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MP3 Jerry Gerber - Waves

New and unusual music that integrates a modern tonal classical aesthetic with electronic instrumentation.

9 MP3 Songs in this album (49:28) !
Related styles: ELECTRONIC: Virtual Orchestra, CLASSICAL: Contemporary



Details:
I’m up till 2 a.m. again, grabbing notes in the staff view and placing them, one at a time, in a mousy little way, onto my computer screen. I repeat this process thousands of times until a composition is developed and my brain has integrated composing and sequencing into a single act of creation. I’m wondering again how to humanize these complex machines; how to infuse them with expression, imagination and aesthetic passion; to transcend the silicon, rubber, plastic and metal, and realize a musical instrument.

I was walking in the forest with a friend last summer and he asked me, "What is art music"? I said to him that complexity hidden as simplicity, or visa versa, along with abstraction, structural depth, development of ideas, and the inducement of a rarer type of feeling are the markers which often distinguish art music from popular music or entertainment. I said that art is a door to the infinite, sometimes giving people a strange sense of it through the emotion of ecstasy. Mass media is besieged with idiotic entertainment and propaganda, yet I am not entertained by churlish imbeciles nor am I culturally informed by the lies and fantasies of the ruling class. America has its big cars, bigger warships and even bigger delusions, but, like ancient Rome, America is more in pursuit of boundless wealth, power and militarism than in creating a consciousness driven by desire for truth and spiritual and intellectual enlightenment. Humor and play belong in music and in life, but when I turn to music I know I am also turning toward something profound, sacred and cosmic. I am turning to both the silence within music and the music within silence. Music is proof enough for me that the universe is friendly, for harmony is the language of a transcendent reality, and it is our habit of barbarism which keeps us unaware and insensitive to that truth.

Alone again in my studio, I’m composing, sequencing, mixing, editing and re-editing until, like a sculptor, I’ve chipped away at the superfluous material and slowly discover the form from which my music can emerge. The computer is a superb musical instrument. It never goes out of tune, yet it can be tuned in any number of ways. It has a library of timbres that is larger than the largest orchestra on the planet and yet it can play sweetly the simplest phrase with one humble sound. It can be programmed to play perfectly on the beat or it can swing, syncopate and groove with all the vitality and spontaneity that gives music its charm, warmth and character. Living in the 21st century has advantages. The computer as a relatively new member in the family of musical instruments is one of them.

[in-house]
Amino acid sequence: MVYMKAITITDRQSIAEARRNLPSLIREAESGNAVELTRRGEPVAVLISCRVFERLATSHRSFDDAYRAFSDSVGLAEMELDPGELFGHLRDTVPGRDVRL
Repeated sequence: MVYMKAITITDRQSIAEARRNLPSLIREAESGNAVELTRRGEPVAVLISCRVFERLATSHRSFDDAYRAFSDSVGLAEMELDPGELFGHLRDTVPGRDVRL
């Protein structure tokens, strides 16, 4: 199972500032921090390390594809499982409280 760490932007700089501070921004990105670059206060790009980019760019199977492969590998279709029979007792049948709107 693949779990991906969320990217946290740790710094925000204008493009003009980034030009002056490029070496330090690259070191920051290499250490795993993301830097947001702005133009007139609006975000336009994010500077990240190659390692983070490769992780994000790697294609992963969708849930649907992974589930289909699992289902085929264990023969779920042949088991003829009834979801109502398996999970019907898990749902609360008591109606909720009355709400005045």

This is an intense and dynamic time to be alive, with widespread cross-fertilization of cultures and ideas from not only across the planet, but across time. Greater access doesn’t prevent the wrong application, misunderstanding or dilution of ideas, but it does give people the opportunity to gain knowledge and understanding if they seek it. There are many new possibilities and new worlds to explore. At the same time, any intelligent person cannot but doubt whether the excessive commercialization of modern existence is not without its pitfalls, namely the danger of confusing, misrepresenting and corrupting the best that human culture has to offer. Perhaps these parallel worlds have always existed, but now more striking in contrast due to our advancing technologies and greater interdependency upon shared information. The local and the global are firmly intertwined, as are the excellent and the mediocre, all unified by the marketplace and the technology it spawns.

Another night has passed and it’s a warm, glorious, sunny day in San Francisco. While walking in the park today, I experienced the feeling that there’s an underlying unity and miraculousness that is within reach of our experience. The infinite and eternal are as much a part of every moment as oxygen is a part of every breath. This moment, the now, is the same moment that has always existed and will always exist. To realize this, we must transform our consciousness into something more human and less barbaric; we have to be still. No easy task to be sure, but if we want to survive and prosper, what other choice do we have?

San Francisco, California
November 2008

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